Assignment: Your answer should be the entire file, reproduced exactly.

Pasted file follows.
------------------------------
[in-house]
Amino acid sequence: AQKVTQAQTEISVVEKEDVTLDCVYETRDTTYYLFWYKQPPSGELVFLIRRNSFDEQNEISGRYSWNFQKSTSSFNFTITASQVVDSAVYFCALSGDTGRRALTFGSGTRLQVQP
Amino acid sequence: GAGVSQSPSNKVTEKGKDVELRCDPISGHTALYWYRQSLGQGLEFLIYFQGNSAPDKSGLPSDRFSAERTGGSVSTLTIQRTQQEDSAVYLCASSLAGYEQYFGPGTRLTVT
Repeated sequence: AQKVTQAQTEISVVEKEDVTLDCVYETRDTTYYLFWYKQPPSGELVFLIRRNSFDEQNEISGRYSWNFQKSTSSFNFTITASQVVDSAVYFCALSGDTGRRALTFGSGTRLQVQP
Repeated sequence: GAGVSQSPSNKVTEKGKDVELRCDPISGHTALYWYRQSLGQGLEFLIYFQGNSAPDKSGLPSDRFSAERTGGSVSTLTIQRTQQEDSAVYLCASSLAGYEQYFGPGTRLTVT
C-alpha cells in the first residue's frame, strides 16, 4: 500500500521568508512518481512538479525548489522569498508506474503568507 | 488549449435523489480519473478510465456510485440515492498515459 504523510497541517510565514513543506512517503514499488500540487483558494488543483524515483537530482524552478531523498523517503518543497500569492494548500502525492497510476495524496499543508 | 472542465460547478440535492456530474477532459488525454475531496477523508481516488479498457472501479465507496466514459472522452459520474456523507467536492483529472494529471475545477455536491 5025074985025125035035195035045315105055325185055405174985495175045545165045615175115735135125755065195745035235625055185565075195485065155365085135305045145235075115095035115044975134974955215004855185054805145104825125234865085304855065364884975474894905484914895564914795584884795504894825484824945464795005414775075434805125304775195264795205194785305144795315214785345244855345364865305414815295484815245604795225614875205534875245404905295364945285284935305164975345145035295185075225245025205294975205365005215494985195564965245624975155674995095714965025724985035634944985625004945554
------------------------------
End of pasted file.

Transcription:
[in-house]
Amino acid sequence: AQKVTQAQTEISVVEKEDVTLDCVYETRDTTYYLFWYKQPPSGELVFLIRRNSFDEQNEISGRYSWNFQKSTSSFNFTITASQVVDSAVYFCALSGDTGRRALTFGSGTRLQVQP
Amino acid sequence: GAGVSQSPSNKVTEKGKDVELRCDPISGHTALYWYRQSLGQGLEFLIYFQGNSAPDKSGLPSDRFSAERTGGSVSTLTIQRTQQEDSAVYLCASSLAGYEQYFGPGTRLTVT
Repeated sequence: AQKVTQAQTEISVVEKEDVTLDCVYETRDTTYYLFWYKQPPSGELVFLIRRNSFDEQNEISGRYSWNFQKSTSSFNFTITASQVVDSAVYFCALSGDTGRRALTFGSGTRLQVQP
Repeated sequence: GAGVSQSPSNKVTEKGKDVELRCDPISGHTALYWYRQSLGQGLEFLIYFQGNSAPDKSGLPSDRFSAERTGGSVSTLTIQRTQQEDSAVYLCASSLAGYEQYFGPGTRLTVT
C-alpha cells in the first residue's frame, strides 16, 4: 500500500521568508512518481512538479525548489522569498508506474503568507 | 488549449435523489480519473478510465456510485440515492498515459 504523510497541517510565514513543506512517503514499488500540487483558494488543483524515483537530482524552478531523498523517503518543497500569492494548500502525492497510476495524496499543508 | 472542465460547478440535492456530474477532459488525454475531496477523508481516488479498457472501479465507496466514459472522452459520474456523507467536492483529472494529471475545477455536491 5025074985025125035035195035045315105055325185055405174985495175045545165045615175115735135125755065195745035235625055185565075195485065155365085135305045145235075115095035115044975134974955215004855185054805145104825125234865085304855065364884975474894905484914895564914795584884795504894825484824945464795005414775075434805125304775195264795205194785305144795315214785345244855345364865305414815295484815245604795225614875205534875245404905295364945285284935305164975345145035295185075225245025205294975205365005215494985195564965245624975155674995095714965025724985035634944985625004945554